Raymond James' Greene agrees that it is firm revenues and the services offered by clearing companies that will determine who stays independent and who seeks an acquirer or merger partner. "I would think you have to be in the $150 million to $200 million range to really afford to develop needed technology on your own," Greene says.

Pierson, who says he is working with a larger broker-dealer acquirer now, says ING, Raymond James and SunAmerica will all continue to be acquisition players. But he admonishes the industry not to forget the vast universe of suitors, which he says includes MetLife, Citicorp, First Union and Wells Fargo. "They're all interested firms," he adds.

One reason for doing a deal with a large suitor may be access to more sophisticated products. "When you look at who is doing the buying-the Pacific Lifes, INGs and SunAmericas-they are all product manufacturers," Pierson says.

Those three firms, each of which operates a network of broker-dealers, are all engaged in attempts to pull together their resources and roll out joint, marketing, technology and compliance arrangements across their networks, says John Poff, president and chief operating officer of Mutual Service Corp., Pacific Life's largest brokerage. "We're finally starting to get some real cost savings out of our investment in systems and technology" Poff says. "This is also improving our compliance."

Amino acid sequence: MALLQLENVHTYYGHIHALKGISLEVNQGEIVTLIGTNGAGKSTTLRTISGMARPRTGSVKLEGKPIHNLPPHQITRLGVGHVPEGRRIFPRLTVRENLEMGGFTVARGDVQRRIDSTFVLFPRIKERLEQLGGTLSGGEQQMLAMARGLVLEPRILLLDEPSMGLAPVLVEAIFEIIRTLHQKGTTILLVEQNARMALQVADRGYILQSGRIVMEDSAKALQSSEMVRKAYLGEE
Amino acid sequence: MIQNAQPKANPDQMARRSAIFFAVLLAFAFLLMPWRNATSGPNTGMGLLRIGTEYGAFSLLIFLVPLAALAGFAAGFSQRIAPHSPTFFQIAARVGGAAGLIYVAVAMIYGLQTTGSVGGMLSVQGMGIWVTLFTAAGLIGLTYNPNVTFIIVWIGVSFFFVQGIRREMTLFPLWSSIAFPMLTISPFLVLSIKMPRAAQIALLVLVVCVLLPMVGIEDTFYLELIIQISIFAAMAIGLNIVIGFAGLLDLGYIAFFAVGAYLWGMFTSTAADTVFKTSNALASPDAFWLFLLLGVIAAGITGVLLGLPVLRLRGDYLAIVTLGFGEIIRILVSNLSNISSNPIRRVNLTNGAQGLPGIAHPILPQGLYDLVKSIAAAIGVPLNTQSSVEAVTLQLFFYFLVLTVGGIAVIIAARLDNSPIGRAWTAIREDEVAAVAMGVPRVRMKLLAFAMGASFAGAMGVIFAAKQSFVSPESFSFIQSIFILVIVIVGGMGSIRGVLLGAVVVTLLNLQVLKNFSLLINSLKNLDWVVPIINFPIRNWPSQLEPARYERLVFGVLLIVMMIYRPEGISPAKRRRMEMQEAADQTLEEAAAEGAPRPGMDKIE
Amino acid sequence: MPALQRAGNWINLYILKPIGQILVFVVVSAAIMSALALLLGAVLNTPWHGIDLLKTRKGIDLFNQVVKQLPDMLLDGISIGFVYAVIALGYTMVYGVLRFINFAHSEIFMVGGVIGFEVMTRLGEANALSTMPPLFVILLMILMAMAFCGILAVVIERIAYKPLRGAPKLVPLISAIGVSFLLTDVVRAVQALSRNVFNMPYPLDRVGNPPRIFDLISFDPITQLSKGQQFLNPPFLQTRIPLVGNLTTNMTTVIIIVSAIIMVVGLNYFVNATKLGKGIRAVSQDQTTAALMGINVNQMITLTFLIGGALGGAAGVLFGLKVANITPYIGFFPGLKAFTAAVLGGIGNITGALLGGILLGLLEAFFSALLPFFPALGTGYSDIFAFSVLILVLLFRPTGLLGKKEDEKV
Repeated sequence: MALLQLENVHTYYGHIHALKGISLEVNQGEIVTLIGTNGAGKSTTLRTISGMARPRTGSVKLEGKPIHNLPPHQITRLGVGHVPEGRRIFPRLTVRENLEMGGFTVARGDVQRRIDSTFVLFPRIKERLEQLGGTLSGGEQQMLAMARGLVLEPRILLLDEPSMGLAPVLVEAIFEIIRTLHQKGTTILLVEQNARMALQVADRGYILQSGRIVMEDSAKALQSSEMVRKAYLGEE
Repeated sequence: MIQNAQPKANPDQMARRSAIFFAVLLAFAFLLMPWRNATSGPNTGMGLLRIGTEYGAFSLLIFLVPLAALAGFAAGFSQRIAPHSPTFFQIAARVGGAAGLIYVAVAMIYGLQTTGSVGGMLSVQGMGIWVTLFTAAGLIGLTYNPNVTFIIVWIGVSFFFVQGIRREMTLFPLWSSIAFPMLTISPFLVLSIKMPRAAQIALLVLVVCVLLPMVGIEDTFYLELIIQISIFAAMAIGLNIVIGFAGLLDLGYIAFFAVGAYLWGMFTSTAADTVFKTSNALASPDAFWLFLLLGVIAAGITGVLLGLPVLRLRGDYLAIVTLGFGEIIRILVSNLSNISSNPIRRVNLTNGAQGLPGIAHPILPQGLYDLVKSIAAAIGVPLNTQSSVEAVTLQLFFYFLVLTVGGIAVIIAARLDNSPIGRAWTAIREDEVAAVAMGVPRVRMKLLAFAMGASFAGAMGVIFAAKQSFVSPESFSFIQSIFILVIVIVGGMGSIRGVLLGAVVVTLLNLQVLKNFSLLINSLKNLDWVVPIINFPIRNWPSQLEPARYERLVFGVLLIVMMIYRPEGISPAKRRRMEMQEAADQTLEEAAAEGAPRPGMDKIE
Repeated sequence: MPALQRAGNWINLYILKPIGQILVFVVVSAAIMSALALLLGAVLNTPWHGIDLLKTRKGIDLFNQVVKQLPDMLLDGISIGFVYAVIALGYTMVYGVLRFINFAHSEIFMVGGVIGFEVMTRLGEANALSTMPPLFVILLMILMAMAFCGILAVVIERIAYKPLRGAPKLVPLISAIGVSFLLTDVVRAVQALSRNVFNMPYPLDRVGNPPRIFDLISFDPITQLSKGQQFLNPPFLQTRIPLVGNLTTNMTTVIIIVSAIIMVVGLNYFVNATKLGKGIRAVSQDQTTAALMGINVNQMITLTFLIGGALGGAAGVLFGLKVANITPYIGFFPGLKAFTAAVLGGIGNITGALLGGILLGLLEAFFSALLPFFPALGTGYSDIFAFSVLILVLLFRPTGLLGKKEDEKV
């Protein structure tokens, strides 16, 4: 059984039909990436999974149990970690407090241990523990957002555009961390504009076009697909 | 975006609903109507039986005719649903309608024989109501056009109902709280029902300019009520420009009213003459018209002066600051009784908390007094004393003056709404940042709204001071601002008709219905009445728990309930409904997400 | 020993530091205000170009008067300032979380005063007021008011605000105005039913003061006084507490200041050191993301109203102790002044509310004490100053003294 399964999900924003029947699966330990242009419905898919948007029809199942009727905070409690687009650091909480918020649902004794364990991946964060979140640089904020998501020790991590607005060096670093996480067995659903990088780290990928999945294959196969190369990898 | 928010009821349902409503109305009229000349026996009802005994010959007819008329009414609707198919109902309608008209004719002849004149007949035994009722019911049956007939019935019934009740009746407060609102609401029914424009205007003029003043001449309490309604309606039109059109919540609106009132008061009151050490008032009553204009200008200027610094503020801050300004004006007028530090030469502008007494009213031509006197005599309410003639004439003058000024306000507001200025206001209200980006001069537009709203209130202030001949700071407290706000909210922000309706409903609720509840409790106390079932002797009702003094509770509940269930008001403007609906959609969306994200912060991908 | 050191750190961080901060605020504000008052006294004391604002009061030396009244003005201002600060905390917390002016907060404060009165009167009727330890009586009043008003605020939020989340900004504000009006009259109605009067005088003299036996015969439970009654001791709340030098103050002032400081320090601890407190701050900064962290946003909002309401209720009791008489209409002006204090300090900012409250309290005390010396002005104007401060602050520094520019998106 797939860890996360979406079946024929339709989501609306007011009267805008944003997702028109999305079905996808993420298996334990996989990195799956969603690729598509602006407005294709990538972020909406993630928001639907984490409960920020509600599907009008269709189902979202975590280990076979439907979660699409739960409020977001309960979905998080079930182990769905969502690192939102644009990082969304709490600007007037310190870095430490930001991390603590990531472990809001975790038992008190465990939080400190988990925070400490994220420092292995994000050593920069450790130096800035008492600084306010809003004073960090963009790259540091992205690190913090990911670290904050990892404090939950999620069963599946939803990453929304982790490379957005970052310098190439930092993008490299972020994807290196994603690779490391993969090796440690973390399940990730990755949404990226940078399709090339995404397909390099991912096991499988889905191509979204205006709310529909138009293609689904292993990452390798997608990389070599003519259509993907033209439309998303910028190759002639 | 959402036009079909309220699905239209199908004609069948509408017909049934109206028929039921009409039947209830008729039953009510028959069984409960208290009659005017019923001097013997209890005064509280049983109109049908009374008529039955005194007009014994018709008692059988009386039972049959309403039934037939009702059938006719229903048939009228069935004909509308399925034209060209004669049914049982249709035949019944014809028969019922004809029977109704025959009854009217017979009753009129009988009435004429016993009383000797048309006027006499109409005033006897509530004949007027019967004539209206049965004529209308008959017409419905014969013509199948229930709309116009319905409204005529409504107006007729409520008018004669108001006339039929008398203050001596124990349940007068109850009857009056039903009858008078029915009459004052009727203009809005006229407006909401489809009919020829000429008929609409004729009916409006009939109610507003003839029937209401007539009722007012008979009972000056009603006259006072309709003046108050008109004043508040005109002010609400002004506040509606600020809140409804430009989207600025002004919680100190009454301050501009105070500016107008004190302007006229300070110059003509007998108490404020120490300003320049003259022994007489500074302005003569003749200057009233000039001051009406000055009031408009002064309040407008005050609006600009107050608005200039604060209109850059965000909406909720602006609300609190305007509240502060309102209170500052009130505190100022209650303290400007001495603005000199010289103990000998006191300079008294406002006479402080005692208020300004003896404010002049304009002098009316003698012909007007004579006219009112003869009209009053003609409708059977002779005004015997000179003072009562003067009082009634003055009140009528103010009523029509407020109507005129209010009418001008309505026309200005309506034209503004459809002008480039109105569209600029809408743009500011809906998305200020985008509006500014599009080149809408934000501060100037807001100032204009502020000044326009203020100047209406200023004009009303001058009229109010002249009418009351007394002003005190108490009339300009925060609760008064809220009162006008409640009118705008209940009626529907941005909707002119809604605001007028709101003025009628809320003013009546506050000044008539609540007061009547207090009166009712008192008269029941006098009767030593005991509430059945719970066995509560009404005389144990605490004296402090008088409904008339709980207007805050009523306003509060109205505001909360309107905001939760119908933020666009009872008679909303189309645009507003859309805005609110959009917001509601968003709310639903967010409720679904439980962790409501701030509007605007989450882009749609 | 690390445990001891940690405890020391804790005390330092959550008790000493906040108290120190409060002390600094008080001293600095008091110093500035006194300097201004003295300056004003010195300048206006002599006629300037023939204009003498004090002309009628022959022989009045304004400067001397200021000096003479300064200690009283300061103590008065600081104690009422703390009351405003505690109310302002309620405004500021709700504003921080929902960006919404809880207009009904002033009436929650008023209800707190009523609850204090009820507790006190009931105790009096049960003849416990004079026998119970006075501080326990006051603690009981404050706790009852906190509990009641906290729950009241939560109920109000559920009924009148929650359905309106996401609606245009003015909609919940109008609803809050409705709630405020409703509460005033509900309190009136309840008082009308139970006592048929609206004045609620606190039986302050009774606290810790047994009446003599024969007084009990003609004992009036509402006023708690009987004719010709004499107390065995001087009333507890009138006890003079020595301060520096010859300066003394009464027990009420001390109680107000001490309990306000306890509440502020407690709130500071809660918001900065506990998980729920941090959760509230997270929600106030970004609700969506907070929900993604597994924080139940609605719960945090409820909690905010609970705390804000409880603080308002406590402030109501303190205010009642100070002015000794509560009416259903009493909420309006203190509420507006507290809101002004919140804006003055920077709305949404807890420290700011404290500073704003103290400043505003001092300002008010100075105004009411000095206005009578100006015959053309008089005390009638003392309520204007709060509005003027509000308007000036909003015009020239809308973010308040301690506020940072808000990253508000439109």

The slowdown in revenues is intensifying the competition for top reps, with some firms offering transition money, promises of local support and, in a few cases, forgiveable loans. One reason is that the biggest reps are growing their top lines faster than the rest. At LPL, reps generating more than $300,000 in revenues saw their business grow 29% in 2000, while those earning more than $1 million saw their revenues climb 39%.

With some exceptions, brokerage executives say there is a growing interest in more sophisticated products. But while the notion of more esoteric fare like hedge funds (after all, they beat the market last year) and venture capital funds are all the rage in some circles, what investors are really asking for is individually managed portfolios, says Lewis. "People want professionally managed portfolios of individual securities."